Augustine of Hippo (354–430) was one of the greatest preachers of the early church. As a young man, he studied and taught rhetoric and served as an orator in the imperial court. After his conversion to Christianity, however, he devoted his keen mind and rhetorical skill to proclaiming the gospel in the North African church. While we know Augustine today mainly as a writer of theological treatises, in the fourth century he was best known as a gifted preacher. His first biographer once commented that those who heard him preach in the church benefited even more than those who read his works.
One of the more striking features of Augustine’s preaching is his use of questions. His sermons are full of challenging questions about Scripture. One example is his sermon on John 14:15–16, where Jesus says, “If you love me, you will keep my commandments. And I will ask the Father, and he will give you another Advocate, to be with you forever.” Augustine asks his congregation how the disciples could love Jesus and obey his commandments prior to the coming of the Holy Spirit, for the Holy Spirit is the one who empowers love and obedience. Notably, Augustine doesn’t offer a quick resolution to this question. Instead, he invites the congregation to think through the question with him. He wrestles with the question out loud and grapples with some potential yet ultimately unsatisfying resolutions. In doing so, he lets the congregation in on his theological reasoning.
Augustine does eventually offer resolution, stating that while the disciples already had a measure of the Spirit that enabled them to love and obey, they would receive a greater measure of the Spirit after the resurrection. The point of this sermon was not just to give the answer at the end; it was to invite the congregation into a contemplative reflection on Scripture—a reflection that would form their minds and hearts.
From Augustine’s example, we can draw four conclusions that are relevant for preaching today.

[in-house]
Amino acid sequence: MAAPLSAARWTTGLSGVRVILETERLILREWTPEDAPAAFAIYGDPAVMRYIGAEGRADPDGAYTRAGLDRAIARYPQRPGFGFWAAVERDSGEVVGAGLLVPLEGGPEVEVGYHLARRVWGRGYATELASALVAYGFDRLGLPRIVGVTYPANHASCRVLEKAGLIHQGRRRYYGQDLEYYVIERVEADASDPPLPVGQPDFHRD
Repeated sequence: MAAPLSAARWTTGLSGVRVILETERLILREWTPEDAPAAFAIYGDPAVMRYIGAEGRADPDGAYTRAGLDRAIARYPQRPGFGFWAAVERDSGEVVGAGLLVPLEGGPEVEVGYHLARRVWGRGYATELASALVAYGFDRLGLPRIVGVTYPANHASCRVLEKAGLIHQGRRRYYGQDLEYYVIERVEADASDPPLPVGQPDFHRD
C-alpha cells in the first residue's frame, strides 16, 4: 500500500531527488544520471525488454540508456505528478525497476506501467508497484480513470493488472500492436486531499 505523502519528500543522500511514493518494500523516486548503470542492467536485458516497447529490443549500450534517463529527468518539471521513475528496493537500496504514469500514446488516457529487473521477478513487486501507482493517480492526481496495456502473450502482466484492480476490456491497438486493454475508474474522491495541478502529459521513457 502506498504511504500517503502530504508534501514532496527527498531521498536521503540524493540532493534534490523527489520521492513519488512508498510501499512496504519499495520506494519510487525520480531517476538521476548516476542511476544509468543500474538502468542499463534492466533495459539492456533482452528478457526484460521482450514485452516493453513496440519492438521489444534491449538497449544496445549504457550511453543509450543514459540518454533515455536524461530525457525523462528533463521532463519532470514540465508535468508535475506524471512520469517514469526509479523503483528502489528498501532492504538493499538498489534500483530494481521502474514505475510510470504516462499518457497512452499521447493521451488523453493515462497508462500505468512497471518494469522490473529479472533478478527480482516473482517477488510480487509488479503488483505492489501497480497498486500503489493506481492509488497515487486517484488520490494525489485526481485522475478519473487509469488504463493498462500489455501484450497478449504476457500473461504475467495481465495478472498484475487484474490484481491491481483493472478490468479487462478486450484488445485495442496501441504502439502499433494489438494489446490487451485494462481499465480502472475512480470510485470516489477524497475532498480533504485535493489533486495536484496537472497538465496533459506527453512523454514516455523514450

1. The use of questions results in deeper preaching. Augustine preached to a diverse congregation in North Africa. Many in his audience had little or no education. Even so, he did not underestimate the theological capability of his people. The questions he asked pushed them to think carefully about their faith, and especially the nature of God. By raising good but accessible questions, Augustine preached up to his people, helping them come to a deeper understanding of truth. This approach is a welcome corrective to contemporary preaching that too often errs on the side of the pragmatic and superficial.
2. The use of questions enables personal engagement. When Augustine posed a difficult question, a healthy tension arose in the sermon. This tension helped captivate the audience and involve them personally in the preaching event. Augustine often urged his listeners to pray for understanding as they reflected on the question. By posing difficult questions, instead of giving easy answers, Augustine allowed the sermon to become something that both the preacher and the congregation owned, by moving the listener from a position of passive consumer to active participant.
3. The use of questions forms the mind to think rightly about the things of God. Augustine could have easily presented truths to his audience in concise points. However, he chose to present truths through a rigorous process of questioning. One reason for this was that preaching, for Augustine, was about nurturing the formation of his people rather than simply imparting information. By thinking through difficult questions with his congregation, he trained them in how to read Scripture and conceive of God’s nature and work in orthodox ways. Moreover, he conveyed to them the positive role that questions play in the process of gaining wisdom.
4. The use of questions turns the sermon into a contemplative practice. When Augustine posed challenging questions in his sermons, he attempted to lead his congregation into the contemplation of God. Contemplation involves directing the gaze of the mind toward God. The sermon’s questions were meant to focus the mind on God, purge the mind of misconceptions about God, and lead the mind to a greater apprehension and love of God. For Augustine, then, the preaching event was not simply a means to an end: it was an opportunity to perceive God, a foretaste of the lasting contemplation of God in the life to come.
Augustine offers a question-oriented model of preaching that is deep, engaging, formative, and contemplative. In a contemporary culture that is oversaturated with information, this model reminds us that the ability to ask good questions while preaching is vital for shaping people who both know and love God.